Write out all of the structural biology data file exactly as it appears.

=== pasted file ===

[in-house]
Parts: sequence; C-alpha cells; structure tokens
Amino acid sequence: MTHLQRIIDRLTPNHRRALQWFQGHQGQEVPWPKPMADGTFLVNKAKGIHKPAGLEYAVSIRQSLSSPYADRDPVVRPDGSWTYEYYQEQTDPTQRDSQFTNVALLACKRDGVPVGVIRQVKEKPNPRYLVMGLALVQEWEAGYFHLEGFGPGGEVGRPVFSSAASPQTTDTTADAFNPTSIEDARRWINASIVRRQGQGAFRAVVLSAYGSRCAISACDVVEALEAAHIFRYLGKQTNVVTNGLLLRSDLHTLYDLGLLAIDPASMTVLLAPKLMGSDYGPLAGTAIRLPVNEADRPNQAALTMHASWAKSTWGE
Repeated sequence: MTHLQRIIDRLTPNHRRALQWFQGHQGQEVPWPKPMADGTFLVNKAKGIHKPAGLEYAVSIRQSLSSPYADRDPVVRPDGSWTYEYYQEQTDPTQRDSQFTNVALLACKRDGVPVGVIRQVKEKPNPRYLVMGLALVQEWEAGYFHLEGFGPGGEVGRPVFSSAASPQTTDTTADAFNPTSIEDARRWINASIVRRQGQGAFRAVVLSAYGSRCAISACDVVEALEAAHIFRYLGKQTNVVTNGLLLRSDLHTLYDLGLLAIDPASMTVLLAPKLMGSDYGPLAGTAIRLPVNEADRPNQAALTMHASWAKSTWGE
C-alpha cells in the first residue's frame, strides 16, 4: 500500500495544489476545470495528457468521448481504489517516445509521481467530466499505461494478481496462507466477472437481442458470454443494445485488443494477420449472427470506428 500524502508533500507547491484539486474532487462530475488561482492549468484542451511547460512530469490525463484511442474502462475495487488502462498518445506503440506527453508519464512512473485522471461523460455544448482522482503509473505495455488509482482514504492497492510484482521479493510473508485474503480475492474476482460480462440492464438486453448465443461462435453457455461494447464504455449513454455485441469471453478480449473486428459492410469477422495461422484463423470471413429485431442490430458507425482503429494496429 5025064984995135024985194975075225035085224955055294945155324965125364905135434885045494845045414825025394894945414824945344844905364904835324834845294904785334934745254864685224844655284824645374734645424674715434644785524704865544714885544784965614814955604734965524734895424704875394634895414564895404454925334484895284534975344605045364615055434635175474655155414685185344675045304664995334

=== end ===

[in-house]
Parts: sequence; C-alpha cells; structure tokens
Amino acid sequence: MTHLQRIIDRLTPNHRRALQWFQGHQGQEVPWPKPMADGTFLVNKAKGIHKPAGLEYAVSIRQSLSSPYADRDPVVRPDGSWTYEYYQEQTDPTQRDSQFTNVALLACKRDGVPVGVIRQVKEKPNPRYLVMGLALVQEWEAGYFHLEGFGPGGEVGRPVFSSAASPQTTDTTADAFNPTSIEDARRWINASIVRRQGQGAFRAVVLSAYGSRCAISACDVVEALEAAHIFRYLGKQTNVVTNGLLLRSDLHTLYDLGLLAIDPASMTVLLAPKLMGSDYGPLAGTAIRLPVNEADRPNQAALTMHASWAKSTWGE
Repeated sequence: MTHLQRIIDRLTPNHRRALQWFQGHQGQEVPWPKPMADGTFLVNKAKGIHKPAGLEYAVSIRQSLSSPYADRDPVVRPDGSWTYEYYQEQTDPTQRDSQFTNVALLACKRDGVPVGVIRQVKEKPNPRYLVMGLALVQEWEAGYFHLEGFGPGGEVGRPVFSSAASPQTTDTTADAFNPTSIEDARRWINASIVRRQGQGAFRAVVLSAYGSRCAISACDVVEALEAAHIFRYLGKQTNVVTNGLLLRSDLHTLYDLGLLAIDPASMTVLLAPKLMGSDYGPLAGTAIRLPVNEADRPNQAALTMHASWAKSTWGE
C-alpha cells in the first residue's frame, strides 16, 4: 500500500495544489476545470495528457468521448481504489517516445509521481467530466499505461494478481496462507466477472437481442458470454443494445485488443494477420449472427470506428 500524502508533500507547491484539486474532487462530475488561482492549468484542451511547460512530469490525463484511442474502462475495487488502462498518445506503440506527453508519464512512473485522471461523460455544448482522482503509473505495455488509482482514504492497492510484482521479493510473508485474503480475492474476482460480462440492464438486453448465443461462435453457455461494447464504455449513454455485441469471453478480449473486428459492410469477422495461422484463423470471413429485431442490430458507425482503429494496429 5025064984995135024985194975075225035085224955055294945155324965125364905135434885045494845045414825025394894945414824945344844905364904835324834845294904785334934745254864685224844655284824645374734645424674715434644785524704865544714885544784965614814955604734965524734895424704875394634895414564895404454925334484895284534975344605045364615055434635175474655155414685185344675045304664995334